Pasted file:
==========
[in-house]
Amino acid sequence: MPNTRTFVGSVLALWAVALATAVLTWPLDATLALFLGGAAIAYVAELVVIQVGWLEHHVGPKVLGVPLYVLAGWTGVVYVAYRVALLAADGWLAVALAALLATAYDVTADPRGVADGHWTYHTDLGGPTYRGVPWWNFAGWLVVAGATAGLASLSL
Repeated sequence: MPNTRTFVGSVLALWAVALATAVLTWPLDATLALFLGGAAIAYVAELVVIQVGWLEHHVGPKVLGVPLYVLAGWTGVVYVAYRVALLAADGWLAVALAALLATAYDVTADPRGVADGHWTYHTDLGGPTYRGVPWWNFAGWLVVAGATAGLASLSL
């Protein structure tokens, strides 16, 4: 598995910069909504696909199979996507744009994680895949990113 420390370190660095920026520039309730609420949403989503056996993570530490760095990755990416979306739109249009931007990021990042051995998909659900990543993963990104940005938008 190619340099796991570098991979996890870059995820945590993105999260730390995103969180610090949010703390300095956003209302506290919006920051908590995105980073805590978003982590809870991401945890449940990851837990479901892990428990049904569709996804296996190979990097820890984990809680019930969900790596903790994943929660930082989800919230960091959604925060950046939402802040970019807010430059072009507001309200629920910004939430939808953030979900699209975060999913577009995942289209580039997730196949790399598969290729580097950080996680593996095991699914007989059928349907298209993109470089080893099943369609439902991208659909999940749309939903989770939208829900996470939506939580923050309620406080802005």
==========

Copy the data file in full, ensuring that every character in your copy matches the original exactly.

[in-house]
Amino acid sequence: MPNTRTFVGSVLALWAVALATAVLTWPLDATLALFLGGAAIAYVAELVVIQVGWLEHHVGPKVLGVPLYVLAGWTGVVYVAYRVALLAADGWLAVALAALLATAYDVTADPRGVADGHWTYHTDLGGPTYRGVPWWNFAGWLVVAGATAGLASLSL
Repeated sequence: MPNTRTFVGSVLALWAVALATAVLTWPLDATLALFLGGAAIAYVAELVVIQVGWLEHHVGPKVLGVPLYVLAGWTGVVYVAYRVALLAADGWLAVALAALLATAYDVTADPRGVADGHWTYHTDLGGPTYRGVPWWNFAGWLVVAGATAGLASLSL
């Protein structure tokens, strides 16, 4: 598995910069909504696909199979996507744009994680895949990113 420390370190660095920026520039309730609420949403989503056996993570530490760095990755990416979306739109249009931007990021990042051995998909659900990543993963990104940005938008 190619340099796991570098991979996890870059995820945590993105999260730390995103969180610090949010703390300095956003209302506290919006920051908590995105980073805590978003982590809870991401945890449940990851837990479901892990428990049904569709996804296996190979990097820890984990809680019930969900790596903790994943929660930082989800919230960091959604925060950046939402802040970019807010430059072009507001309200629920910004939430939808953030979900699209975060999913577009995942289209580039997730196949790399598969290729580097950080996680593996095991699914007989059928349907298209993109470089080893099943369609439902991208659909999940749309939903989770939208829900996470939506939580923050309620406080802005």